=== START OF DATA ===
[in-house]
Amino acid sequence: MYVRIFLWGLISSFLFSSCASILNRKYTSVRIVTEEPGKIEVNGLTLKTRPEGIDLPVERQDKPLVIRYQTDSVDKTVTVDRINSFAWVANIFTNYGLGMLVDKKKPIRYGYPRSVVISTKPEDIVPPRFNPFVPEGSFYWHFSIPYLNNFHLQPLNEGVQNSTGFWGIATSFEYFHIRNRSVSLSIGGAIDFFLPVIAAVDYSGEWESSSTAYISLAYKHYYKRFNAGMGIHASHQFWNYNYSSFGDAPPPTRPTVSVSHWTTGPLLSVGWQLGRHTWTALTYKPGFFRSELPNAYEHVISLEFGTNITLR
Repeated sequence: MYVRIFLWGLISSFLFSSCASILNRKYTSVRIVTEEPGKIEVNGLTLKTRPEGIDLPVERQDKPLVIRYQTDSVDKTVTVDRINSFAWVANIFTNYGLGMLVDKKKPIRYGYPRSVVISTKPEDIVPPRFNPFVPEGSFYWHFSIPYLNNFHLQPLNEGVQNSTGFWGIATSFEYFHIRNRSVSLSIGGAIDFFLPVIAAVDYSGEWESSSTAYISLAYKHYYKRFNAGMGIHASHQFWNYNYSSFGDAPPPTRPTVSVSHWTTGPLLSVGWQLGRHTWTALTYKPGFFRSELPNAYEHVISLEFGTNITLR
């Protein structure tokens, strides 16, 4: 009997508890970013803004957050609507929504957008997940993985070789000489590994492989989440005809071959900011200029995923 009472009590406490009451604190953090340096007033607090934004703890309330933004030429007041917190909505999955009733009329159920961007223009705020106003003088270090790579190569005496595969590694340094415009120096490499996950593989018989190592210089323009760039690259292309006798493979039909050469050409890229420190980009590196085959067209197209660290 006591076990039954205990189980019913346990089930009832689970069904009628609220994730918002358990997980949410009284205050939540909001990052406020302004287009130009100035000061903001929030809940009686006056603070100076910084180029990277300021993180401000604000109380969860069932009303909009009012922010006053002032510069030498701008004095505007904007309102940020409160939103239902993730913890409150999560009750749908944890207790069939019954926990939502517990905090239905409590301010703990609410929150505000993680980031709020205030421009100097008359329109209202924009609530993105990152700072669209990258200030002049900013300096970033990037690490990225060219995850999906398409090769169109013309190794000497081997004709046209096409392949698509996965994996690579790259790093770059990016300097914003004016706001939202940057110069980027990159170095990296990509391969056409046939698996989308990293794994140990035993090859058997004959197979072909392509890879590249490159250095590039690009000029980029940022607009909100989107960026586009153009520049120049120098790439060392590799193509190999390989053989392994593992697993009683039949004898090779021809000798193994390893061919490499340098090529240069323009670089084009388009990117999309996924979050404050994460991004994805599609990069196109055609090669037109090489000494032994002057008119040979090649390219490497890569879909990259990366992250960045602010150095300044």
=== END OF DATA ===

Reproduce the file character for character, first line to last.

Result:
[in-house]
Amino acid sequence: MYVRIFLWGLISSFLFSSCASILNRKYTSVRIVTEEPGKIEVNGLTLKTRPEGIDLPVERQDKPLVIRYQTDSVDKTVTVDRINSFAWVANIFTNYGLGMLVDKKKPIRYGYPRSVVISTKPEDIVPPRFNPFVPEGSFYWHFSIPYLNNFHLQPLNEGVQNSTGFWGIATSFEYFHIRNRSVSLSIGGAIDFFLPVIAAVDYSGEWESSSTAYISLAYKHYYKRFNAGMGIHASHQFWNYNYSSFGDAPPPTRPTVSVSHWTTGPLLSVGWQLGRHTWTALTYKPGFFRSELPNAYEHVISLEFGTNITLR
Repeated sequence: MYVRIFLWGLISSFLFSSCASILNRKYTSVRIVTEEPGKIEVNGLTLKTRPEGIDLPVERQDKPLVIRYQTDSVDKTVTVDRINSFAWVANIFTNYGLGMLVDKKKPIRYGYPRSVVISTKPEDIVPPRFNPFVPEGSFYWHFSIPYLNNFHLQPLNEGVQNSTGFWGIATSFEYFHIRNRSVSLSIGGAIDFFLPVIAAVDYSGEWESSSTAYISLAYKHYYKRFNAGMGIHASHQFWNYNYSSFGDAPPPTRPTVSVSHWTTGPLLSVGWQLGRHTWTALTYKPGFFRSELPNAYEHVISLEFGTNITLR
């Protein structure tokens, strides 16, 4: 009997508890970013803004957050609507929504957008997940993985070789000489590994492989989440005809071959900011200029995923 009472009590406490009451604190953090340096007033607090934004703890309330933004030429007041917190909505999955009733009329159920961007223009705020106003003088270090790579190569005496595969590694340094415009120096490499996950593989018989190592210089323009760039690259292309006798493979039909050469050409890229420190980009590196085959067209197209660290 006591076990039954205990189980019913346990089930009832689970069904009628609220994730918002358990997980949410009284205050939540909001990052406020302004287009130009100035000061903001929030809940009686006056603070100076910084180029990277300021993180401000604000109380969860069932009303909009009012922010006053002032510069030498701008004095505007904007309102940020409160939103239902993730913890409150999560009750749908944890207790069939019954926990939502517990905090239905409590301010703990609410929150505000993680980031709020205030421009100097008359329109209202924009609530993105990152700072669209990258200030002049900013300096970033990037690490990225060219995850999906398409090769169109013309190794000497081997004709046209096409392949698509996965994996690579790259790093770059990016300097914003004016706001939202940057110069980027990159170095990296990509391969056409046939698996989308990293794994140990035993090859058997004959197979072909392509890879590249490159250095590039690009000029980029940022607009909100989107960026586009153009520049120049120098790439060392590799193509190999390989053989392994593992697993009683039949004898090779021809000798193994390893061919490499340098090529240069323009670089084009388009990117999309996924979050404050994460991004994805599609990069196109055609090669037109090489000494032994002057008119040979090649390219490497890569879909990259990366992250960045602010150095300044």